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10th Aug 2023

12 of the best places for a sea swim in Dublin

Fiona Frawley

sea swimming dublin

Sea-swimming (also known as… swimming) has grown significantly in popularity over the past few  years in Ireland.

Sure, you always had the odd few diehard ladies lobbing themselves into the Forty Foot come rain, wind or snow without so much as flinching, but now that Penneys and Dunnes have gotten their hands on the Dryrobe design pattern, there’s no stopping any of us. A quick dip is great for the mind, the body, the skin… the list goes on.

If you’re just about ready to brave the Irish Sea now that the warmer weather is upon us, we’re here to give you an extra push with this list of 12 great places for a sea swim in Dublin.

Portmarnock Beach

Portmarnock Beach is perhaps one of the most impressive beaches in Dublin for a day out or just a quick dip. About a 40 minute drive from the city centre this northside gem has a dedicated carpark and plenty of parking along the coast but as you’d imagine, it gets very busy on sunny days – be sure to get down nice and early to secure your spot.

Portmarnock Beach, image via Getty 

The Forty Foot

Sandycove

You can’t beat the classics. The Forty Foot has been a favourite amongst Dublin swimmers for generations, and for good reason. This swim spot is unique in the sense that it’s deep enough to swim in at any time of day, so you don’t have to wait for the tides. Enter the big bad Irish sea via the steps and railing, or jump off the top if you’re brave enough. A must for anyone visiting Dublin, as most Dubliners will tell you.

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Sandycove

Just around the corner from the Forty Foot, Sandycove is another long-time favourite for Dublin swimmers, paddleboarders and kayakers, with beautiful surroundings and no shortage of spots nearby for a post-swim coffee. It’s a tiny beach which, like others on this list, is packed on a sunny day, but it’s amazing for a sunset swim if the tides line up for it.

Skerries

With its charming village and beautiful beaches, Skerries makes for a wonderful day out. The North Dublin town is home to Skerries South Strand which stretches for about 2.5km and is a sandy slice of heaven. It’s about a 30 minute drive from town, but there are plenty of public transport options too.

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Bull Island, Clontarf

Bull Island is ideal if you’re looking for a swim close to the city centre. There are multiple changing areas at the end of the wooden bridge and steps and rails leading down to the water if you’re looking to ease yourself in gently. Boasting views of Poolbeg and Clontarf Promenade, there are also some great nearby cafés to warm up at after – we’re looking at you, Happy Out.

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Poolbeg Lighthouse, Clontarf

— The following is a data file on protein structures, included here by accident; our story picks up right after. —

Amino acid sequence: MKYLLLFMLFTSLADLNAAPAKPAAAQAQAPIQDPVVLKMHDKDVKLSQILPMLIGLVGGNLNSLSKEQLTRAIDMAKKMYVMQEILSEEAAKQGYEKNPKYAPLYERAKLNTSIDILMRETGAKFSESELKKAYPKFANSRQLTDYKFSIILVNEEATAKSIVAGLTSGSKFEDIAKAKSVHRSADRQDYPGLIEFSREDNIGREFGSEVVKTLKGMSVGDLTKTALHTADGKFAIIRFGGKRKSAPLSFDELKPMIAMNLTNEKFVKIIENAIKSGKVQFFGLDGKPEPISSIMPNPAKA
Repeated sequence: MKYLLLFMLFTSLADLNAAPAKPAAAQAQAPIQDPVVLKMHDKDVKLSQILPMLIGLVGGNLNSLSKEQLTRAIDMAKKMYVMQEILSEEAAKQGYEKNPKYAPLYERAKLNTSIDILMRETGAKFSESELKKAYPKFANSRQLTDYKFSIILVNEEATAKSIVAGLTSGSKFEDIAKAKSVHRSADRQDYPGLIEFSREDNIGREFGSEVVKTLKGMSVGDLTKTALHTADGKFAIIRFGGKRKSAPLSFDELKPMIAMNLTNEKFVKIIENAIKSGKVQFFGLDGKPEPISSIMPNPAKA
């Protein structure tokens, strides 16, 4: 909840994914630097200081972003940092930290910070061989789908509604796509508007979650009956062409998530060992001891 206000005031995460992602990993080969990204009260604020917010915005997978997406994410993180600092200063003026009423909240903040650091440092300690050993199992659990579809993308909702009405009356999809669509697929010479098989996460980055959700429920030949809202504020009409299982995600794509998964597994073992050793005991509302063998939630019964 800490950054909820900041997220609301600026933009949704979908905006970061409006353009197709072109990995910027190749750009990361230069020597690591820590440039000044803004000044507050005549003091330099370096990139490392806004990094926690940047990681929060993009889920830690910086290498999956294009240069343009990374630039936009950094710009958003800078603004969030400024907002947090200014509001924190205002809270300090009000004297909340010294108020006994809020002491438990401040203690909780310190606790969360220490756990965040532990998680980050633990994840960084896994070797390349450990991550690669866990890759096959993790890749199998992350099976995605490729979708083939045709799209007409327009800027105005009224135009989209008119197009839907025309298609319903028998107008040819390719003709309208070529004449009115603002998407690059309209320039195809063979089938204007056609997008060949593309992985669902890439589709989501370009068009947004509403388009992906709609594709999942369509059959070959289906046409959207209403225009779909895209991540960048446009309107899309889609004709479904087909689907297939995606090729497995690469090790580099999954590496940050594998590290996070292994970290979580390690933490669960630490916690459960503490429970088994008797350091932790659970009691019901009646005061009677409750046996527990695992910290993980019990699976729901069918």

Another great spot for soaking in the views of Dublin Bay, the Poolbeg Lighthouse swim allows for a scenic stroll on either side of your swim if that’s what you’re into. Situated half way up the 2km stretch to the Poolbeg Lighthouse, it’ll be a chilly walk back to your car but the rush makes it all worth the while.

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Balscadden Bay Beach

Tucked away at the bottom of some steep steps past Howth village, this dreamy beach has plenty of space to set up camp before taking a dip. Looking out to the sea and the dramatic cliffs of Howth Head, it’s a must-try for any swimmer in Dublin.

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Seapoint

If you’re planning on using public transport, then Seapoint is a great shout as there’s a DART Station right by the beach. It is made up of mostly large rocks and smooth sand and it’s advised that you swim at high tide. You can also make your way into the water from the Martello tower at the north end of the beach.

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‘Hidden’ Beach

Howth 

Located at the end of the Howth Cliff Walk, this somewhat secret beach has grown in popularity after a string of TikToks and as a result is a spot many visiting swimmers want to make the trek to. Caution is definitely advised on the way down – the steps are steep and can be slippy but once you make it to the stones, it’s easy to see what all the fuss is about.

Via Google Maps 

Vico Baths

Harry Styles knew what was up when he hit up this spot last year. It’s somewhat hidden away in the Killiney area but just follow the swarm of people on a sunny day and you’ll find it quickly enough. There’s a series of steps along with a handrail for easy access to the baths as well as taller platforms to jump off, with surrounding views of Killiney Bay in all its glory and affluence.

vico baths in dublin, walkway down to the sea with blue railings, diving platforms and a small white changing room

Killiney Beach

The Vico’s bigger, more easily accessible sister is also an excellent place for a dip, handily located right by Killiney DART station with Fred and Nancy’s food truck parked and waiting for post-dip coffee and toasties. Enjoy exquisite views from Dalkey Island and Sorrento Terrace in the north to Bray Head in the south – it’s easy to see why this is such a popular swim spot. Bear in mind the beach is rocky – swim shoes will come in handy.

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White Rock, Killiney

Sure, while we’re in the area. In the next cove over from Killiney Beach you’ll find White Rock, a sandy hidden gem at the bottom of a substantial set of steps. This scenic spot is a little tougher to access, but worth it if you’re up to it for the impressive views of the surrounding rocky coastline.

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Did we miss out your favourite place for a swim in Dublin? Let us know!

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